For all his boyish charm, Chance the Rapper is painfully aware of violence and death. He was 18 years old when he watched his close friend, 19-year-old Rodney Kyles Jr., die after being stabbed in street fight, a trauma he recollects on “Acid Rain”: “I seen it happen, I seen it happen, I see it always/ He still be screaming, I see his demons in empty hallways”. “It could have been Chance,” his father Ken Williams-Bennett said about the tragedy. Chance learned to navigate through the darkness and survivor’s guilt in order to live–at some point that manifested as clarity, and was delivered by song.
While 2016 saw the rapper release his own acclaimed project, Chance’s performance on “Ultralight Beam” was arguably his strongest, an out-of-body realization that dreams and the fulfillment of them don’t have to be mutually exclusive. On The Life of Pablo, an unashamedly maximalist album, “Ultralight Beam” was its sparsest composition–its color and warmth rooted in the human voice instead of overwrought production. West references the Paris attacks during his doleful prayer; Kelly Price follows up by conversing with God, taking the spartan production for herself. The negative space only adds a sense of desperation to their voices.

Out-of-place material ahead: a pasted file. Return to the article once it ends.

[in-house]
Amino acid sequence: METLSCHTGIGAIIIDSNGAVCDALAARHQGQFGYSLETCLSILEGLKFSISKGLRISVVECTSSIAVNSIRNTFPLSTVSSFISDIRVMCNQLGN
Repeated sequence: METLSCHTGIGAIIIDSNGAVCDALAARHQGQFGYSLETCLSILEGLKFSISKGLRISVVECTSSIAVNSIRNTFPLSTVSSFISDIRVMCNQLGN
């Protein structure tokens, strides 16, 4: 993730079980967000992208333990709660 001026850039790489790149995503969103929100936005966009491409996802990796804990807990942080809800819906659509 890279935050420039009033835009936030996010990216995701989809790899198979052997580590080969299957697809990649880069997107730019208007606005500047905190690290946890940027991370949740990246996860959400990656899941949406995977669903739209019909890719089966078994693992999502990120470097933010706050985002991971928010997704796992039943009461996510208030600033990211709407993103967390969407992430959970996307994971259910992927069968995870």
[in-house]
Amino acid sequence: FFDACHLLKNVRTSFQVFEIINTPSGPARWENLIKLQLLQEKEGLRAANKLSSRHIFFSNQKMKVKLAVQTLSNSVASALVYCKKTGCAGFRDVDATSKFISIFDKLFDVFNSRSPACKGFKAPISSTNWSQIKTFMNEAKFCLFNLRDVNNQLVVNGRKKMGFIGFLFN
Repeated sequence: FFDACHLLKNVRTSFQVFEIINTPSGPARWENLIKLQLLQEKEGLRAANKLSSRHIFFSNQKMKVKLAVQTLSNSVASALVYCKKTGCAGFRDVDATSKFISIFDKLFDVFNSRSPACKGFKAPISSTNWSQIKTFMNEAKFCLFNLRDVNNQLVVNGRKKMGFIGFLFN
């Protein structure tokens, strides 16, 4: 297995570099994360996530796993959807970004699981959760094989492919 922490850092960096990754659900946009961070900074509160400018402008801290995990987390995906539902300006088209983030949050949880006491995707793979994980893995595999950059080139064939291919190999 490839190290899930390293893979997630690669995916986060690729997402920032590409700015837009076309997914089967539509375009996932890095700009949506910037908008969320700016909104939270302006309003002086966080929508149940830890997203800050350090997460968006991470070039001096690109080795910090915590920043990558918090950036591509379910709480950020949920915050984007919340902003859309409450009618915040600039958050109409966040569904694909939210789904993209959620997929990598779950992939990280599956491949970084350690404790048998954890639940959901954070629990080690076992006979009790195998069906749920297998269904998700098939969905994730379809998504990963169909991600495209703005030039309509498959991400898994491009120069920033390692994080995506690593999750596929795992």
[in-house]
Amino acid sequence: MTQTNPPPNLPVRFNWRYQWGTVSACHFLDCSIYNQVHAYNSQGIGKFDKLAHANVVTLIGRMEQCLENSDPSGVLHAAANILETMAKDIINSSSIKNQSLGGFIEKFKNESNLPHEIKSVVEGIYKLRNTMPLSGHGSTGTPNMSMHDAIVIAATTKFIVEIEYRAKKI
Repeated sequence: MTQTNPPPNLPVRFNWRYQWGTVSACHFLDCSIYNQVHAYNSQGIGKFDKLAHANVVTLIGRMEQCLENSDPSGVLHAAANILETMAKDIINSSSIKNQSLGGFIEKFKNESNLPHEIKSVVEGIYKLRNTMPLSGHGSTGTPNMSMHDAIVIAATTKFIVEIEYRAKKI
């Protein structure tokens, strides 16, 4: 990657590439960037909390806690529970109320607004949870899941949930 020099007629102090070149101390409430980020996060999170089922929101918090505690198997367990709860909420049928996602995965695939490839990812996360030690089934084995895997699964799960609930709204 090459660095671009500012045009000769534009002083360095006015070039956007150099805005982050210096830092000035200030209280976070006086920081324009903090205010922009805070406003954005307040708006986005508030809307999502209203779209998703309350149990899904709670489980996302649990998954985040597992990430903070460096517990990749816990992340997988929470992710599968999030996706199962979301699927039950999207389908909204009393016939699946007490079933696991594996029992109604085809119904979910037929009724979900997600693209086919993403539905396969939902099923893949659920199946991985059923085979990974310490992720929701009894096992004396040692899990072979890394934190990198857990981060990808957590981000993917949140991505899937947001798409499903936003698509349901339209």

And then there’s Chance, who doesn’t only contrast his guests with his joyful bewilderment, but simultaneously assumes the role of the everyman bowing with humility. His testimony acts as a condensed autobiography. He spends the first third of his verse projecting faith—religious and in his ancestry—as a Herculean feat (“Foot on the Devil’s neck ’til it drifted Pangaea / I’m moving all my family from Chatham to Zambia”). He breaks his flow mid-verse to plainly proclaim, “This is my part nobody else speak.” We lean in and he repeats himself, this time in whisper. It translates into a call-and-response during live performance, a shared humanity. This year, “Ultralight Beam” played as Kanye West’s fortress descended at the end of his Saint Pablo shows. In contrast, the song is a centerpiece in Chance’s concerts is a centerpiece, a spotlight moment for West’s brightest pupil.
The weight of the verse is thanks to the same manically deployed vocal techniques he first stunned us with on Acid Rap–the styling of his words is easily conversational and dizzyingly efficient. He sings “Glory be to God” with a throatiness that recalls church choir exaltations. He stretches the rhyming syllables in “Let’s do a good ass job with Chance threee / I hear you gotta sell it to snatch the Grammyyy” into an earworm, transforming a personal ambition into a democratic wish. He evokes icons (Arthur, pre-meme; Martin and Gina), elicits Pavlovian excitement with phrases readymade to be stitched onto decorative pillows (“You can feel the lyrics, the spirit coming in braille.”) There’s such a high amount of joy and reverence flowing back to the central thesis: “I’m just having fun with it / You know that a nigga was lost.”
As he shouts those lines, the horns swell for a young man casting away pain and kneeling in praise. This was a felt moment of salvation, a moment where the glimmer of light points toward the infinite. Last February, Kanye and Kirk Franklin stood aside and smiled with pride as Chance performed “Ultralight Beam” on Saturday Night Live, the masters letting the future manifest his will. For disciples of Kanye and Chance, it was like a prophecy fulfilled. Pangea was a worthy sacrifice for that scene.